Like a Version: squatting over someone else's fire

          There are some high-quality writers I eagerly look forward to reading.  Andrew Vachss, Dean Koontz, and Malcolm Gladwell are three (off the tip of my temporal cortex) who've sufficiently proven themselves that I spring for their hardback.

          There are other writers who I feel the same way about.  Ginny is one.  Because she posts infrequently, I normally check monthly for new articles on her site, Praying to Darwin.  Today, I discovered she just lit a self-inflicted fire under her own ass.  The intent of Ginny's post a video-a-day for a month self-challenge, in her own words:  Who knows what kind of stuff that’ll make me write about?

          If I'd not checked on Praying to Darwin until after April Fools Day—and she was already a couple posts into this challenge (I say this because I can't completely avoid commenting on the funny flying pink elephant in the corner)—I wouldn't think about joining hands in solidarity or in emulation or in an icky meme-like fashion.  But.  This is her day one.  That's a sign.  A SIGN, I SAY.  So.  I'm in.

          I enjoy spurring myself towards discovery, research, and the crystallization of ideas (both new-to-me and new).  This was why I compiled Like a Version: My Alpha-vile Autopsy.  Creating the pics and mining for just the right words in order to identify an alphabet of things I dislike was an extremely self-informative challenge.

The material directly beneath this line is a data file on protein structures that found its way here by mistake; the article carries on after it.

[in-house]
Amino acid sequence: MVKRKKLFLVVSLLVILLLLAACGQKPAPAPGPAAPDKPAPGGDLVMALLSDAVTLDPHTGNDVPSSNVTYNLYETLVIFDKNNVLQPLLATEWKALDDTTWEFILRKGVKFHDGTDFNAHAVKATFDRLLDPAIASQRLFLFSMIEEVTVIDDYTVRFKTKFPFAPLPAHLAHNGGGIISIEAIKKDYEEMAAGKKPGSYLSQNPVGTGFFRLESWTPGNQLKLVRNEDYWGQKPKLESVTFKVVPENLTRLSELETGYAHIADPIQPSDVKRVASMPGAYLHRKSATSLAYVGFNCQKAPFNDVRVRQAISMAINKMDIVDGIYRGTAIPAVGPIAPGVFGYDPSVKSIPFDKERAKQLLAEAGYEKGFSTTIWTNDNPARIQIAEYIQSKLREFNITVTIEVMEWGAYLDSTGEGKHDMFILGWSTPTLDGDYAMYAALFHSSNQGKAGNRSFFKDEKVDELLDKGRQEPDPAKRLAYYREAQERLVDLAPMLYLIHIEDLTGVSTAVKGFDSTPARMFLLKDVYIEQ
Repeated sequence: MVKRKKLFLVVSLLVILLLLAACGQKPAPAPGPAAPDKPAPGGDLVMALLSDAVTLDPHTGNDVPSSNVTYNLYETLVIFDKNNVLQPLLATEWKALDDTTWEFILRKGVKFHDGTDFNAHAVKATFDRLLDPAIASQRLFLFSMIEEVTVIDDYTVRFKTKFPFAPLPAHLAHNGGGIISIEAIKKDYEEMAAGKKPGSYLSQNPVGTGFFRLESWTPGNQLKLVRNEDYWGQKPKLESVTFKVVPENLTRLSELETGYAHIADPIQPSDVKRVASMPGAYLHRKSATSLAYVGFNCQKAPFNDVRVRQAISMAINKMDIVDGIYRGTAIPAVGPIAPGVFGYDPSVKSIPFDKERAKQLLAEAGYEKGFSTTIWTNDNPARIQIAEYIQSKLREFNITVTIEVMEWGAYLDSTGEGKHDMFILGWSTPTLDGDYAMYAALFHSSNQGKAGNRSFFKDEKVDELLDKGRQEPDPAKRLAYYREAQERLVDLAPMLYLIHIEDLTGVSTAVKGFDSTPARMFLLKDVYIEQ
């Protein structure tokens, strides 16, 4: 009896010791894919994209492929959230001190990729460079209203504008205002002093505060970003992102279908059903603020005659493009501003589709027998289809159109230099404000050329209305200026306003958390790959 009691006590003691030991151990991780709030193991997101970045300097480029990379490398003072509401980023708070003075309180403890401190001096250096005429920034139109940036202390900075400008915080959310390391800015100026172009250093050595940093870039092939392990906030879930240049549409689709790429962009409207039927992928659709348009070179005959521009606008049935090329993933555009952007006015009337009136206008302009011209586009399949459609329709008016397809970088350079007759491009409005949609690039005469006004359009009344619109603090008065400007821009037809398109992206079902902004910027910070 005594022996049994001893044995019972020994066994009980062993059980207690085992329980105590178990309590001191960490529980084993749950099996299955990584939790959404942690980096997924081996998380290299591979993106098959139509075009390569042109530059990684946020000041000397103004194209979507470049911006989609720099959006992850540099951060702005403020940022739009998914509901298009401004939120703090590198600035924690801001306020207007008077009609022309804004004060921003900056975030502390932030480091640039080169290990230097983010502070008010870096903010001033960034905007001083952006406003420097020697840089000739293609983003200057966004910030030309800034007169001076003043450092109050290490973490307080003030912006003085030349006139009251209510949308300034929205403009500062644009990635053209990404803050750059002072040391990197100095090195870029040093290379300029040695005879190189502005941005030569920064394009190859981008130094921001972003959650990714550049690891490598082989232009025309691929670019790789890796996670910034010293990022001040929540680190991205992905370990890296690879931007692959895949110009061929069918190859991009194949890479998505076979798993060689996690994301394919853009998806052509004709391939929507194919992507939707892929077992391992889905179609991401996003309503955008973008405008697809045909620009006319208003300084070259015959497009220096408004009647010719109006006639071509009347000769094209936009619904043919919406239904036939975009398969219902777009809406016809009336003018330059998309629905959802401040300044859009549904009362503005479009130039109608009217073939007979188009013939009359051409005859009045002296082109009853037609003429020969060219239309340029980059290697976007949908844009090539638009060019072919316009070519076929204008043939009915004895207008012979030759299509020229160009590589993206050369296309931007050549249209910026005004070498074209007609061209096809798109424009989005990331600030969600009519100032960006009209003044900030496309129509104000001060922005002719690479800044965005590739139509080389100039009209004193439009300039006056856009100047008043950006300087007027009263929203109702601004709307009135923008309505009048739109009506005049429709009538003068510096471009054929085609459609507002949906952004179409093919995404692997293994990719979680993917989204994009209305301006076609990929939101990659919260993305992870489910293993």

Back to Ginny's Day 1 topic:  My Favorite Song.  Her's is Everlong by the Foo Fighters.  I hadn't seen the video in a decade and didn't remember it.  It contains overlapping dream sequences.

          I have an aversion to dream sequences.  It's not strong enough to call dislike, but I recognize my avoidance urge.  I'm bothered by them (which my little sister once called dream sequins and then got mad when I wouldn't tell her what I was laughing about) because when a story uses a dream to explain what a character is thinking I can't stay in the story.  Flashback's are fine; story within a story—also fine; jumps in time, yup, still fine...but when a character says, "I had this dream..."  Nope.  As I read (or watch) my mind keeps reminding: this is just a dream.

          I feel the same avoidance urge when reading fiction and the main character is a writer; or watching a TV show, play, or film about an actor; or listening to a song about music; or when the poem is about poetry; or the artwork is about the medium; or the joke is about being funny.

          There are exceptions, but most creative people don't have what it takes to craft a convincingly successful multiple reflection in a mirror.  Or a dream.

          Following in the shadow of Ginny's footprints—my favorite song...anchoring me in time.  The instrumentals of Starship Trooper by Yes are as important (if not more) than the lyrics. 

...take what I say in a different way and it's easy to see that this is all confusion...

3 comments:

Art instruction DVDs said...

This is such a great site! I like the way you set this up! Great content and images as well! Thanks for sharing this!...Daniel

Ginny said...

I am humbled by your words.



This song totally reminds me of my uncle Bob. The kind of thing he would have laid around getting (discreetly) stoned to, while I sat by, being tolerated, just glad to be there.

Welcome to my little month-ish-long adventure! Nice to have good company.

veach glines said...

Thank you both, I finish the month tomorrow...I enjoyed it (especially after abandoning the predetermined titles after about day 10, and making my own categories).